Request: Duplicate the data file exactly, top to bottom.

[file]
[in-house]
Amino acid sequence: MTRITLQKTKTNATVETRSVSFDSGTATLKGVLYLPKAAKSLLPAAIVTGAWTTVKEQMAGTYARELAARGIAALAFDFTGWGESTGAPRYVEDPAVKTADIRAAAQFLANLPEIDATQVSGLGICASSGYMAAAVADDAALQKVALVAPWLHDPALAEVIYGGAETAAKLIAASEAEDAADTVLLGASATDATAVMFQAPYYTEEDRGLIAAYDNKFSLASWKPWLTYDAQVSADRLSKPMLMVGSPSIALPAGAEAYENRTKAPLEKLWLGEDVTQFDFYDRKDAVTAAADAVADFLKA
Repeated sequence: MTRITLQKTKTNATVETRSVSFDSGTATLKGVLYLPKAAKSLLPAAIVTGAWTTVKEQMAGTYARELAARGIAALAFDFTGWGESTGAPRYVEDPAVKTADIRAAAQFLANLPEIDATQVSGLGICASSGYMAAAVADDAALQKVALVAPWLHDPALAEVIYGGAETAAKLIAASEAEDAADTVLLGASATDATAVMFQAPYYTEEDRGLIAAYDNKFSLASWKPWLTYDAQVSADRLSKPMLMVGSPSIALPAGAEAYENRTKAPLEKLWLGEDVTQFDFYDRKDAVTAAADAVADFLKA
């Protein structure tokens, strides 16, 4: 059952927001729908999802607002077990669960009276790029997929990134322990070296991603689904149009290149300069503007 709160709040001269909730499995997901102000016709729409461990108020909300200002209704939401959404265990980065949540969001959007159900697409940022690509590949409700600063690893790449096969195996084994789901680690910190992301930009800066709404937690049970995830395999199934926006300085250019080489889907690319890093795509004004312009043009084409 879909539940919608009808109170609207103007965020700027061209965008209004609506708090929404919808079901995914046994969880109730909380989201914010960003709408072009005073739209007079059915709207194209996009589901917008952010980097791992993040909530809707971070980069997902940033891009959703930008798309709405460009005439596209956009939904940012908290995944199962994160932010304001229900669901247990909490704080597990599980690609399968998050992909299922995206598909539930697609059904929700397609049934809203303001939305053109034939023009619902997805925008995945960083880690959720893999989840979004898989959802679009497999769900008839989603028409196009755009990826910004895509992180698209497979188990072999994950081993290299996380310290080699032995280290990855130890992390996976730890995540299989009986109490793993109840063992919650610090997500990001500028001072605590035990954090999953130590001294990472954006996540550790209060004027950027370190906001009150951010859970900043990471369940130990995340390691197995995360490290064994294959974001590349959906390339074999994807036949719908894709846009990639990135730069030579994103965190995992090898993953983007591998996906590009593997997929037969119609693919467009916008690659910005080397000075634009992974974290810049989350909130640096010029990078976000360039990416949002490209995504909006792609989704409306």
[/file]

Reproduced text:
[in-house]
Amino acid sequence: MTRITLQKTKTNATVETRSVSFDSGTATLKGVLYLPKAAKSLLPAAIVTGAWTTVKEQMAGTYARELAARGIAALAFDFTGWGESTGAPRYVEDPAVKTADIRAAAQFLANLPEIDATQVSGLGICASSGYMAAAVADDAALQKVALVAPWLHDPALAEVIYGGAETAAKLIAASEAEDAADTVLLGASATDATAVMFQAPYYTEEDRGLIAAYDNKFSLASWKPWLTYDAQVSADRLSKPMLMVGSPSIALPAGAEAYENRTKAPLEKLWLGEDVTQFDFYDRKDAVTAAADAVADFLKA
Repeated sequence: MTRITLQKTKTNATVETRSVSFDSGTATLKGVLYLPKAAKSLLPAAIVTGAWTTVKEQMAGTYARELAARGIAALAFDFTGWGESTGAPRYVEDPAVKTADIRAAAQFLANLPEIDATQVSGLGICASSGYMAAAVADDAALQKVALVAPWLHDPALAEVIYGGAETAAKLIAASEAEDAADTVLLGASATDATAVMFQAPYYTEEDRGLIAAYDNKFSLASWKPWLTYDAQVSADRLSKPMLMVGSPSIALPAGAEAYENRTKAPLEKLWLGEDVTQFDFYDRKDAVTAAADAVADFLKA
């Protein structure tokens, strides 16, 4: 059952927001729908999802607002077990669960009276790029997929990134322990070296991603689904149009290149300069503007 709160709040001269909730499995997901102000016709729409461990108020909300200002209704939401959404265990980065949540969001959007159900697409940022690509590949409700600063690893790449096969195996084994789901680690910190992301930009800066709404937690049970995830395999199934926006300085250019080489889907690319890093795509004004312009043009084409 879909539940919608009808109170609207103007965020700027061209965008209004609506708090929404919808079901995914046994969880109730909380989201914010960003709408072009005073739209007079059915709207194209996009589901917008952010980097791992993040909530809707971070980069997902940033891009959703930008798309709405460009005439596209956009939904940012908290995944199962994160932010304001229900669901247990909490704080597990599980690609399968998050992909299922995206598909539930697609059904929700397609049934809203303001939305053109034939023009619902997805925008995945960083880690959720893999989840979004898989959802679009497999769900008839989603028409196009755009990826910004895509992180698209497979188990072999994950081993290299996380310290080699032995280290990855130890992390996976730890995540299989009986109490793993109840063992919650610090997500990001500028001072605590035990954090999953130590001294990472954006996540550790209060004027950027370190906001009150951010859970900043990471369940130990995340390691197995995360490290064994294959974001590349959906390339074999994807036949719908894709846009990639990135730069030579994103965190995992090898993953983007591998996906590009593997997929037969119609693919467009916008690659910005080397000075634009992974974290810049989350909130640096010029990078976000360039990416949002490209995504909006792609989704409306």